In the week spanning from 29 August to 5 September, a total of eighty public meetings/rallies were held across all districts of Kashmir among which government forcibly disrupted 36 rallies, using extensive of force against the assembled people; shelling with bullets, tear gas shells and pellets. The government forces, in many instances, vandalized the venue of these pro-freedom rallies, set ablaze the tents and threw away the food items which were cooked by local organizers for the participants of the rallies. The rest of the rallies went on peacefully. This clearly shows that the 44 protest programs/rallies which were organized in the last week remained completely peaceful and no stone pelting was witnessed in these rallies, while as the 36 rallies where Indian forces used violence to vandalize the already set up venues and desist the participants from attending the programs, has resulted in clashes in which around 1215+ people have been injured.
“I will protest in summer in Kashmir” has become a cliche. This summer too has Azaadi written all over it. Everything seems to utter Azaadi. Every sound rhymes with Azaadi. Maa ki mamtaa. Behno ki ismat. Water flowing steadily in a nearby river. Tyres of vehicles hitting the newly macadamised road hard. Ticking of the clock at night. Chirping of birds every morning. Fan rotating at full speed as if spinning the yarn of freedom. Small children playing games of Azaadi, aping adults and inculcating resistance.
In the present day world-order and given the historical perspective, can Independent Kashmir [IK] exist? Moreover, regarding the small area and population of the region, will it be practical? Given the poor educational status, the IK could be a breeding ground for ‘Islamic Jihadist’. And the much talked about issues are: security, land locked region, economic dependency and many more which are often raised. The most obvious question to be followed should be: Is an Independent Kashmir practical and a viable solution? Let’s examine it through various dimensions:
After the martyrdom of Commander Burhan Wani, the Indian state was in the mood of jubilation ‘to eliminate the most wanted terrorist’. But it soon turned into its nightmare. It was not the first time that the funeral of a rebel was attended by thousands but the immediate response across Kashmir through demonstrations and funerals in absentia made the civil and military establishment of Indian State frustrated. The immediate response that it resorted to was putting the whole valley under seize by imposing curfew and clamping down of internet services.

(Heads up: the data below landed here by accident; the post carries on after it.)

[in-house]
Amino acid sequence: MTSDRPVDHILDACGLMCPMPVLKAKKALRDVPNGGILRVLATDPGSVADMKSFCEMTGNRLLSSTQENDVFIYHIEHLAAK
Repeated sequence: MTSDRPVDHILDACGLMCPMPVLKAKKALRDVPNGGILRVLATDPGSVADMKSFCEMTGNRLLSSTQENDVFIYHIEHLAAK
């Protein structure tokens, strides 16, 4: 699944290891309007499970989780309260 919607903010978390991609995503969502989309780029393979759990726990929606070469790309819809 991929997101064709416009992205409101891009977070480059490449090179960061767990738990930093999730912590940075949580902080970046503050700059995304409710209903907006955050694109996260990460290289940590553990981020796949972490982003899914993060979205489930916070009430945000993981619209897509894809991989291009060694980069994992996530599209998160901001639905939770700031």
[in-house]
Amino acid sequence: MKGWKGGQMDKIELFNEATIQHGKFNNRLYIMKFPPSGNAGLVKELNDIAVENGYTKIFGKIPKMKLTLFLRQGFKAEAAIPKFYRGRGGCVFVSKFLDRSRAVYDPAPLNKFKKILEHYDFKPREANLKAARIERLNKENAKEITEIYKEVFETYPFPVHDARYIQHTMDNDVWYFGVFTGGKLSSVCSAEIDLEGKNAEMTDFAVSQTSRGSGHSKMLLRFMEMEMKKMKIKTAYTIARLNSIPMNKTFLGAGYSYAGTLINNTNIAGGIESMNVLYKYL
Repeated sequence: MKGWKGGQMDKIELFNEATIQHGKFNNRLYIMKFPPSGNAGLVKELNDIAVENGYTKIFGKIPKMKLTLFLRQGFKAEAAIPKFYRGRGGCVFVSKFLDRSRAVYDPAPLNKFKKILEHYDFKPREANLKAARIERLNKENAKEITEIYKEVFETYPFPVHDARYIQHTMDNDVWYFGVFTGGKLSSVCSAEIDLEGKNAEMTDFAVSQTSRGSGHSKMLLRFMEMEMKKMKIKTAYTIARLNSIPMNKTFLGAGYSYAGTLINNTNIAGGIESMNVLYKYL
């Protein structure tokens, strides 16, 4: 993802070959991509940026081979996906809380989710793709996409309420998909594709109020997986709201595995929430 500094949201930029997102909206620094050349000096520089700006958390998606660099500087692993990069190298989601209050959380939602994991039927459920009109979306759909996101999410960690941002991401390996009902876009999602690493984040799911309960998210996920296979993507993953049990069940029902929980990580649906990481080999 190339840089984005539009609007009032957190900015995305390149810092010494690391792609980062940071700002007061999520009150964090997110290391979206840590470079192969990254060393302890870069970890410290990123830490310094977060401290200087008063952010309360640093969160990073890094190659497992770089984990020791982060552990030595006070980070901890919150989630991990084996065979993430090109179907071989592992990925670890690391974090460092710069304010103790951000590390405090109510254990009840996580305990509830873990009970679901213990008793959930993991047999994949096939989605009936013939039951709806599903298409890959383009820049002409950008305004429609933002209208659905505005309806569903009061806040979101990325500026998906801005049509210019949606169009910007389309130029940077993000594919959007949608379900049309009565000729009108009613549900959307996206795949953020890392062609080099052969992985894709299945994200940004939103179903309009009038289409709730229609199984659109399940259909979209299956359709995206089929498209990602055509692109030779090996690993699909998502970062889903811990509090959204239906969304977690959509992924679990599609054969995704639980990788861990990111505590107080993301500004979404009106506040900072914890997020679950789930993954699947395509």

Since the extra-judicial execution of Commander Burhan Wani and two other members of Hizbul Mujahideen, Indian armed forces and Jammu and Kashmir Police have used excessive force to thwart the mourners from protesting and participating in the funeral processions of the slain militants. So far, around 17 civilians have been killed in Islamabad, Kulgam, Shopian and Pulwama districts, while as more than 350 people have been injured from across all districts of the Kashmir valley. There are reports that CRPF and Police have been involved in the destruction of movable and immovable properties. Curfew has been strictly imposed in all districts of Kashmir, but people are defying the curfew at various places.
Generations of Kashmiris have already answered the rhetorical question, “Hum kya chahte?” (What do we want?) with “Azadi”—freedom from India. If there is to be any possibility of reconciliation, it cannot be answered with another question: “What about Kashmiri Pandits?” This latter question can be—should be—part of the answer to another question, “Azadi ka matlab kya?” (What does azadi entail?) But for that to happen, the first question must be heard, and answered.
How does one write about a 20-year old, known to you intimately, who decides to shun what is conventionally called a normal life to disappear into the woods and fight for a cause that demands nothing but life?